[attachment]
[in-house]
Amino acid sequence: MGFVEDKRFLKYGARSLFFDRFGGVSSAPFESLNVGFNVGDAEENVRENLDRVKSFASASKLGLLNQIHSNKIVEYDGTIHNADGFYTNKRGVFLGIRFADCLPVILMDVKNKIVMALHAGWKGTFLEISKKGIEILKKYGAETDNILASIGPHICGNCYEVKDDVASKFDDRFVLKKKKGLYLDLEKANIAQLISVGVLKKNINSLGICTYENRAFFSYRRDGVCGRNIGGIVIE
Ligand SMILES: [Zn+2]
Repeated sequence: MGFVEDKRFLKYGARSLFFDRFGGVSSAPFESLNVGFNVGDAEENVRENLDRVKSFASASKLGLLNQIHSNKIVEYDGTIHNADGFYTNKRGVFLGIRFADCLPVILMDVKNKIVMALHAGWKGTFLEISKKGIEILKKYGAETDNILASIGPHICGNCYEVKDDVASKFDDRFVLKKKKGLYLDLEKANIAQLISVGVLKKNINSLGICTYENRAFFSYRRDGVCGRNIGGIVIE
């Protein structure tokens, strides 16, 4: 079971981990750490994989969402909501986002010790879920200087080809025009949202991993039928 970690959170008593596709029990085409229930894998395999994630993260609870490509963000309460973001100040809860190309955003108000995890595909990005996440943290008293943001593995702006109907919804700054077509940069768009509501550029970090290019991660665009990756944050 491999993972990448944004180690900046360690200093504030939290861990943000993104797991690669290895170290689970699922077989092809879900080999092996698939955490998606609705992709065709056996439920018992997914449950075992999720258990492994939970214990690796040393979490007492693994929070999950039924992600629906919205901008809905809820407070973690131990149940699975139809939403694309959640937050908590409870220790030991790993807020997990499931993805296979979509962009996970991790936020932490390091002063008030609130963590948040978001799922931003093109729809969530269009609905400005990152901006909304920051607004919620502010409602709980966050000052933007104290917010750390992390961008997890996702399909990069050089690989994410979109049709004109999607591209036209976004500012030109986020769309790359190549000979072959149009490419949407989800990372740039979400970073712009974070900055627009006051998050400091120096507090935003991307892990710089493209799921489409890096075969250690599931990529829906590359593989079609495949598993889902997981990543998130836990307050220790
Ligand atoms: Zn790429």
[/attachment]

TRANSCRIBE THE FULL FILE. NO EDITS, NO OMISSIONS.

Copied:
[in-house]
Amino acid sequence: MGFVEDKRFLKYGARSLFFDRFGGVSSAPFESLNVGFNVGDAEENVRENLDRVKSFASASKLGLLNQIHSNKIVEYDGTIHNADGFYTNKRGVFLGIRFADCLPVILMDVKNKIVMALHAGWKGTFLEISKKGIEILKKYGAETDNILASIGPHICGNCYEVKDDVASKFDDRFVLKKKKGLYLDLEKANIAQLISVGVLKKNINSLGICTYENRAFFSYRRDGVCGRNIGGIVIE
Ligand SMILES: [Zn+2]
Repeated sequence: MGFVEDKRFLKYGARSLFFDRFGGVSSAPFESLNVGFNVGDAEENVRENLDRVKSFASASKLGLLNQIHSNKIVEYDGTIHNADGFYTNKRGVFLGIRFADCLPVILMDVKNKIVMALHAGWKGTFLEISKKGIEILKKYGAETDNILASIGPHICGNCYEVKDDVASKFDDRFVLKKKKGLYLDLEKANIAQLISVGVLKKNINSLGICTYENRAFFSYRRDGVCGRNIGGIVIE
């Protein structure tokens, strides 16, 4: 079971981990750490994989969402909501986002010790879920200087080809025009949202991993039928 970690959170008593596709029990085409229930894998395999994630993260609870490509963000309460973001100040809860190309955003108000995890595909990005996440943290008293943001593995702006109907919804700054077509940069768009509501550029970090290019991660665009990756944050 491999993972990448944004180690900046360690200093504030939290861990943000993104797991690669290895170290689970699922077989092809879900080999092996698939955490998606609705992709065709056996439920018992997914449950075992999720258990492994939970214990690796040393979490007492693994929070999950039924992600629906919205901008809905809820407070973690131990149940699975139809939403694309959640937050908590409870220790030991790993807020997990499931993805296979979509962009996970991790936020932490390091002063008030609130963590948040978001799922931003093109729809969530269009609905400005990152901006909304920051607004919620502010409602709980966050000052933007104290917010750390992390961008997890996702399909990069050089690989994410979109049709004109999607591209036209976004500012030109986020769309790359190549000979072959149009490419949407989800990372740039979400970073712009974070900055627009006051998050400091120096507090935003991307892990710089493209799921489409890096075969250690599931990529829906590359593989079609495949598993889902997981990543998130836990307050220790
Ligand atoms: Zn790429």